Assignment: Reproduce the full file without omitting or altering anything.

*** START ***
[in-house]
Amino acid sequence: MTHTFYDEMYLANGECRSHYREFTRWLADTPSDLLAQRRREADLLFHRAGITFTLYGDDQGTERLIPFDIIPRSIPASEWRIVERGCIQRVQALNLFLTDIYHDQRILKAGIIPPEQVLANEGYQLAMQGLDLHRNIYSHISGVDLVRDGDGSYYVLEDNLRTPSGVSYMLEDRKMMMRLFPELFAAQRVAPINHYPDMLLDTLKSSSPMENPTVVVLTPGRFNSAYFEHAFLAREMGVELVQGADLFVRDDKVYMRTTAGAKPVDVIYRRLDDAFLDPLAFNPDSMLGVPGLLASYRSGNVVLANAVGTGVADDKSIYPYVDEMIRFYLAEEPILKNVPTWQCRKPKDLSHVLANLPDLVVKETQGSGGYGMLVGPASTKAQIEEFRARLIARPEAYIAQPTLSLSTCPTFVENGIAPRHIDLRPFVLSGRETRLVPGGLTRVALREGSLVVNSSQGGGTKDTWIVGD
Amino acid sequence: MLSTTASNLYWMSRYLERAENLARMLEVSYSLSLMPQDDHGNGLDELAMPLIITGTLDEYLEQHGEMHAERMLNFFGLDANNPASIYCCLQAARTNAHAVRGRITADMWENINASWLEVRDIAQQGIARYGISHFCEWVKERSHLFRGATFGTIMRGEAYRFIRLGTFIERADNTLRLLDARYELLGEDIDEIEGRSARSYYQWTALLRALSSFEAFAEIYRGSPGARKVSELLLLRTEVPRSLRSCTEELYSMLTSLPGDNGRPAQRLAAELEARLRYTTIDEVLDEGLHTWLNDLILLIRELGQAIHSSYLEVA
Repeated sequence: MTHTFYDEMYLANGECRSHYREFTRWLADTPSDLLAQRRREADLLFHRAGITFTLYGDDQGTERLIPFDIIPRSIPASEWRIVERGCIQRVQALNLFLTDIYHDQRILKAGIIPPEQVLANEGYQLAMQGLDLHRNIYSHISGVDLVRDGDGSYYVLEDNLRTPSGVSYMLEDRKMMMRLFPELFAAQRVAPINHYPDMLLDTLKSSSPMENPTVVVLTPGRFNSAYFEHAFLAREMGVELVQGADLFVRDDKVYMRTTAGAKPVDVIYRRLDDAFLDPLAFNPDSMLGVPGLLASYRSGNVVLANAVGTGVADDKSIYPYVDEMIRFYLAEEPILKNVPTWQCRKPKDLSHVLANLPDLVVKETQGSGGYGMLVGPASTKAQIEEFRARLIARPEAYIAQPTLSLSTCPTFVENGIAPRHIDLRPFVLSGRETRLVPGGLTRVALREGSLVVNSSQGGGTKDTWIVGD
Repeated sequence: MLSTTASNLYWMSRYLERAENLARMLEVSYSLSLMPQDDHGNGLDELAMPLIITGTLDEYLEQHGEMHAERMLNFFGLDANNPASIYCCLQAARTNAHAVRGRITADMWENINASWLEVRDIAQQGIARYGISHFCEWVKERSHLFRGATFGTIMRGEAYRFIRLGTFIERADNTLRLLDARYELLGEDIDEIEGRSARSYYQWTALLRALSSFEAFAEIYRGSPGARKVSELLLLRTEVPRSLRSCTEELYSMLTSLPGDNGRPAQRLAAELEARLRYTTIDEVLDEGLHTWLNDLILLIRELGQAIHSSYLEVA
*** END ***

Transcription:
[in-house]
Amino acid sequence: MTHTFYDEMYLANGECRSHYREFTRWLADTPSDLLAQRRREADLLFHRAGITFTLYGDDQGTERLIPFDIIPRSIPASEWRIVERGCIQRVQALNLFLTDIYHDQRILKAGIIPPEQVLANEGYQLAMQGLDLHRNIYSHISGVDLVRDGDGSYYVLEDNLRTPSGVSYMLEDRKMMMRLFPELFAAQRVAPINHYPDMLLDTLKSSSPMENPTVVVLTPGRFNSAYFEHAFLAREMGVELVQGADLFVRDDKVYMRTTAGAKPVDVIYRRLDDAFLDPLAFNPDSMLGVPGLLASYRSGNVVLANAVGTGVADDKSIYPYVDEMIRFYLAEEPILKNVPTWQCRKPKDLSHVLANLPDLVVKETQGSGGYGMLVGPASTKAQIEEFRARLIARPEAYIAQPTLSLSTCPTFVENGIAPRHIDLRPFVLSGRETRLVPGGLTRVALREGSLVVNSSQGGGTKDTWIVGD
Amino acid sequence: MLSTTASNLYWMSRYLERAENLARMLEVSYSLSLMPQDDHGNGLDELAMPLIITGTLDEYLEQHGEMHAERMLNFFGLDANNPASIYCCLQAARTNAHAVRGRITADMWENINASWLEVRDIAQQGIARYGISHFCEWVKERSHLFRGATFGTIMRGEAYRFIRLGTFIERADNTLRLLDARYELLGEDIDEIEGRSARSYYQWTALLRALSSFEAFAEIYRGSPGARKVSELLLLRTEVPRSLRSCTEELYSMLTSLPGDNGRPAQRLAAELEARLRYTTIDEVLDEGLHTWLNDLILLIRELGQAIHSSYLEVA
Repeated sequence: MTHTFYDEMYLANGECRSHYREFTRWLADTPSDLLAQRRREADLLFHRAGITFTLYGDDQGTERLIPFDIIPRSIPASEWRIVERGCIQRVQALNLFLTDIYHDQRILKAGIIPPEQVLANEGYQLAMQGLDLHRNIYSHISGVDLVRDGDGSYYVLEDNLRTPSGVSYMLEDRKMMMRLFPELFAAQRVAPINHYPDMLLDTLKSSSPMENPTVVVLTPGRFNSAYFEHAFLAREMGVELVQGADLFVRDDKVYMRTTAGAKPVDVIYRRLDDAFLDPLAFNPDSMLGVPGLLASYRSGNVVLANAVGTGVADDKSIYPYVDEMIRFYLAEEPILKNVPTWQCRKPKDLSHVLANLPDLVVKETQGSGGYGMLVGPASTKAQIEEFRARLIARPEAYIAQPTLSLSTCPTFVENGIAPRHIDLRPFVLSGRETRLVPGGLTRVALREGSLVVNSSQGGGTKDTWIVGD
Repeated sequence: MLSTTASNLYWMSRYLERAENLARMLEVSYSLSLMPQDDHGNGLDELAMPLIITGTLDEYLEQHGEMHAERMLNFFGLDANNPASIYCCLQAARTNAHAVRGRITADMWENINASWLEVRDIAQQGIARYGISHFCEWVKERSHLFRGATFGTIMRGEAYRFIRLGTFIERADNTLRLLDARYELLGEDIDEIEGRSARSYYQWTALLRALSSFEAFAEIYRGSPGARKVSELLLLRTEVPRSLRSCTEELYSMLTSLPGDNGRPAQRLAAELEARLRYTTIDEVLDEGLHTWLNDLILLIRELGQAIHSSYLEVA